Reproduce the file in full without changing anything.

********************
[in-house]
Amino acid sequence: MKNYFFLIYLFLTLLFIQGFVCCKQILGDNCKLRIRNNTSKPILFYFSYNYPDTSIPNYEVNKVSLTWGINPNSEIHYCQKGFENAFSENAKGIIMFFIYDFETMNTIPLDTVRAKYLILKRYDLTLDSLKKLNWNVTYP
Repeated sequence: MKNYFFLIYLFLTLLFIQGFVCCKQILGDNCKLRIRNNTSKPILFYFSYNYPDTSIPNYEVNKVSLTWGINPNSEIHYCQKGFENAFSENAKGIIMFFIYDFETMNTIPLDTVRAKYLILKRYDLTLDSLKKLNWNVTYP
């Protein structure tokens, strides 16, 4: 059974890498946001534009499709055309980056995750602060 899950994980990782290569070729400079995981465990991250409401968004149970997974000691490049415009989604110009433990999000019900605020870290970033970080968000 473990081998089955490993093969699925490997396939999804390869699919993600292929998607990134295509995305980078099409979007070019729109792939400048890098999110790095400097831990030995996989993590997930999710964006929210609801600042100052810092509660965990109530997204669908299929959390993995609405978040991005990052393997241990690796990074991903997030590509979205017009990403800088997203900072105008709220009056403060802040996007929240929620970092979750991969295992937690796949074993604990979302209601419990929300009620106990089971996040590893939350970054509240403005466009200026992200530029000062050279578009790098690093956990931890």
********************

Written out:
[in-house]
Amino acid sequence: MKNYFFLIYLFLTLLFIQGFVCCKQILGDNCKLRIRNNTSKPILFYFSYNYPDTSIPNYEVNKVSLTWGINPNSEIHYCQKGFENAFSENAKGIIMFFIYDFETMNTIPLDTVRAKYLILKRYDLTLDSLKKLNWNVTYP
Repeated sequence: MKNYFFLIYLFLTLLFIQGFVCCKQILGDNCKLRIRNNTSKPILFYFSYNYPDTSIPNYEVNKVSLTWGINPNSEIHYCQKGFENAFSENAKGIIMFFIYDFETMNTIPLDTVRAKYLILKRYDLTLDSLKKLNWNVTYP
């Protein structure tokens, strides 16, 4: 059974890498946001534009499709055309980056995750602060 899950994980990782290569070729400079995981465990991250409401968004149970997974000691490049415009989604110009433990999000019900605020870290970033970080968000 473990081998089955490993093969699925490997396939999804390869699919993600292929998607990134295509995305980078099409979007070019729109792939400048890098999110790095400097831990030995996989993590997930999710964006929210609801600042100052810092509660965990109530997204669908299929959390993995609405978040991005990052393997241990690796990074991903997030590509979205017009990403800088997203900072105008709220009056403060802040996007929240929620970092979750991969295992937690796949074993604990979302209601419990929300009620106990089971996040590893939350970054509240403005466009200026992200530029000062050279578009790098690093956990931890």